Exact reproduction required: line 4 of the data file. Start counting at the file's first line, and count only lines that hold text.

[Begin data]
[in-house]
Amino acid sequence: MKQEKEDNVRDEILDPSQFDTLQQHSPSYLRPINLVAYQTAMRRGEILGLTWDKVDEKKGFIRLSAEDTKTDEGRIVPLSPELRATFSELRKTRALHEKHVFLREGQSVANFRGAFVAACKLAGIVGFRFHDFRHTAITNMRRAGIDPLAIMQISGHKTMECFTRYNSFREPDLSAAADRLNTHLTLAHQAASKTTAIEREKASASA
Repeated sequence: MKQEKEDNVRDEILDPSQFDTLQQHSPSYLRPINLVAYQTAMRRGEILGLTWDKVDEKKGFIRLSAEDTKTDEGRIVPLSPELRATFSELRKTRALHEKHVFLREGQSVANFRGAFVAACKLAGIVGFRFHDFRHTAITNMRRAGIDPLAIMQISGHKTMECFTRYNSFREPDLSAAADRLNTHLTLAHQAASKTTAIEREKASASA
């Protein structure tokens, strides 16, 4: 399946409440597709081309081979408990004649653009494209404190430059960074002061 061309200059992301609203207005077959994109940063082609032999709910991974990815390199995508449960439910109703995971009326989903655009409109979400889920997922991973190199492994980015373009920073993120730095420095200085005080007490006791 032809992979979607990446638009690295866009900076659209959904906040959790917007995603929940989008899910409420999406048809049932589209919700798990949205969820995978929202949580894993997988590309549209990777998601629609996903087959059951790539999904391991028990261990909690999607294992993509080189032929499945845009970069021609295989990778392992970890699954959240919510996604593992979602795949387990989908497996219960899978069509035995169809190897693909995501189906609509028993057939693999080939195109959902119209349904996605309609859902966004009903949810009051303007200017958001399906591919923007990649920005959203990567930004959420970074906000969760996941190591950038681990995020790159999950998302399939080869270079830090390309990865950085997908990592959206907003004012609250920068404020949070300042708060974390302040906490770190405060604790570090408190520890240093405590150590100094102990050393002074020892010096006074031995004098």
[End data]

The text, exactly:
């Protein structure tokens, strides 16, 4: 399946409440597709081309081979408990004649653009494209404190430059960074002061 061309200059992301609203207005077959994109940063082609032999709910991974990815390199995508449960439910109703995971009326989903655009409109979400889920997922991973190199492994980015373009920073993120730095420095200085005080007490006791 032809992979979607990446638009690295866009900076659209959904906040959790917007995603929940989008899910409420999406048809049932589209919700798990949205969820995978929202949580894993997988590309549209990777998601629609996903087959059951790539999904391991028990261990909690999607294992993509080189032929499945845009970069021609295989990778392992970890699954959240919510996604593992979602795949387990989908497996219960899978069509035995169809190897693909995501189906609509028993057939693999080939195109959902119209349904996605309609859902966004009903949810009051303007200017958001399906591919923007990649920005959203990567930004959420970074906000969760996941190591950038681990995020790159999950998302399939080869270079830090390309990865950085997908990592959206907003004012609250920068404020949070300042708060974390302040906490770190405060604790570090408190520890240093405590150590100094102990050393002074020892010096006074031995004098």